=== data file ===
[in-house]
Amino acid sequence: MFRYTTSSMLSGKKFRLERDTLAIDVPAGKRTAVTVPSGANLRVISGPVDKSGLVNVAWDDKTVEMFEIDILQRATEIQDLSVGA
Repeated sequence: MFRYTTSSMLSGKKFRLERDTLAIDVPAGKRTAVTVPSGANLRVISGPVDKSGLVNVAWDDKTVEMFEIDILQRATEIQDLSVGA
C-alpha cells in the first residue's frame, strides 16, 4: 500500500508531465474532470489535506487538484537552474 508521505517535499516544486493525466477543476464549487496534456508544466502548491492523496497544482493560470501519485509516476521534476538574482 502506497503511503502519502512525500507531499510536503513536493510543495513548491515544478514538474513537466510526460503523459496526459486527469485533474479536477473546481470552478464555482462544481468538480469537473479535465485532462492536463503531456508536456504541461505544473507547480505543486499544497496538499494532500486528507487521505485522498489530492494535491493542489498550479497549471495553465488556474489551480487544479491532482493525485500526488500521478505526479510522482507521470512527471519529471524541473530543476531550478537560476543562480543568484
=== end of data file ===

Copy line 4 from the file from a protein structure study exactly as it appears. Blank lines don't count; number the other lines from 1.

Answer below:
C-alpha cells in the first residue's frame, strides 16, 4: 500500500508531465474532470489535506487538484537552474 508521505517535499516544486493525466477543476464549487496534456508544466502548491492523496497544482493560470501519485509516476521534476538574482 502506497503511503502519502512525500507531499510536503513536493510543495513548491515544478514538474513537466510526460503523459496526459486527469485533474479536477473546481470552478464555482462544481468538480469537473479535465485532462492536463503531456508536456504541461505544473507547480505543486499544497496538499494532500486528507487521505485522498489530492494535491493542489498550479497549471495553465488556474489551480487544479491532482493525485500526488500521478505526479510522482507521470512527471519529471524541473530543476531550478537560476543562480543568484